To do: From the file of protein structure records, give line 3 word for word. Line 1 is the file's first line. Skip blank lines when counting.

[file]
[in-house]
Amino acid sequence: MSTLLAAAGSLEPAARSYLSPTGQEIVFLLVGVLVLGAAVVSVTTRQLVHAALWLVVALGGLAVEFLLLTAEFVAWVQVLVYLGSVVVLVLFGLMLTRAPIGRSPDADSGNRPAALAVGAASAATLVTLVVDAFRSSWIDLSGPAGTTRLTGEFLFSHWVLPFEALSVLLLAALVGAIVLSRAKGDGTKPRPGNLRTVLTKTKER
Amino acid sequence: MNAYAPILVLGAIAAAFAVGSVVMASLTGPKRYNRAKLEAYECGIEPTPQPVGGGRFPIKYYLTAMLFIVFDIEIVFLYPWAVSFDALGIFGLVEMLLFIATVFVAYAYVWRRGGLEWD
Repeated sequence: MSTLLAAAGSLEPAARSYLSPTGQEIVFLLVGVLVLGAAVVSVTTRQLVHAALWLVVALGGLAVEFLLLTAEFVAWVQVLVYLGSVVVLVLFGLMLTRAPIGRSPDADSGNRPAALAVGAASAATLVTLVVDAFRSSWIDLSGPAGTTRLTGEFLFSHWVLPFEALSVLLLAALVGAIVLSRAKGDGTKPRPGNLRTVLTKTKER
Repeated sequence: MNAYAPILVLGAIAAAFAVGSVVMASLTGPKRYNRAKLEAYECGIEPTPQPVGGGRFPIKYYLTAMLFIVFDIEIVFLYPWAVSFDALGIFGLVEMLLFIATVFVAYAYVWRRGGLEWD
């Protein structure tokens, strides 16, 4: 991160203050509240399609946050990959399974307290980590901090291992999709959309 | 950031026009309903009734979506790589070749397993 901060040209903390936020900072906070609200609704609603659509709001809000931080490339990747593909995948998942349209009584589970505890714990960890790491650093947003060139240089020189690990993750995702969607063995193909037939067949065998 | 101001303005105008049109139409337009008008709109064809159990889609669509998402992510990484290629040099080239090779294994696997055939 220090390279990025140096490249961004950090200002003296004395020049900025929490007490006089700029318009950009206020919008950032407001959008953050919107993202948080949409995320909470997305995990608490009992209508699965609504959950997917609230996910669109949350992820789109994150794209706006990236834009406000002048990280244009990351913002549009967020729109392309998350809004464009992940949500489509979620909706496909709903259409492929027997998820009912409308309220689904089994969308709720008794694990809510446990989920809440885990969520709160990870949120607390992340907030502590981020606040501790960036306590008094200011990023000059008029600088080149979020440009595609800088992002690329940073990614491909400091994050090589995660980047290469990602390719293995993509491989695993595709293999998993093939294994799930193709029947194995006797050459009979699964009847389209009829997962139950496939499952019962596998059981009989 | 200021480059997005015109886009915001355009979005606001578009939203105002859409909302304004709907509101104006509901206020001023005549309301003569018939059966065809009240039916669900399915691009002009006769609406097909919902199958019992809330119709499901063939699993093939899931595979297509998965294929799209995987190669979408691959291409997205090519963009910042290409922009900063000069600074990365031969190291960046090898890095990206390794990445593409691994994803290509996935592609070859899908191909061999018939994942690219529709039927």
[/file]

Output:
Amino acid sequence: MNAYAPILVLGAIAAAFAVGSVVMASLTGPKRYNRAKLEAYECGIEPTPQPVGGGRFPIKYYLTAMLFIVFDIEIVFLYPWAVSFDALGIFGLVEMLLFIATVFVAYAYVWRRGGLEWD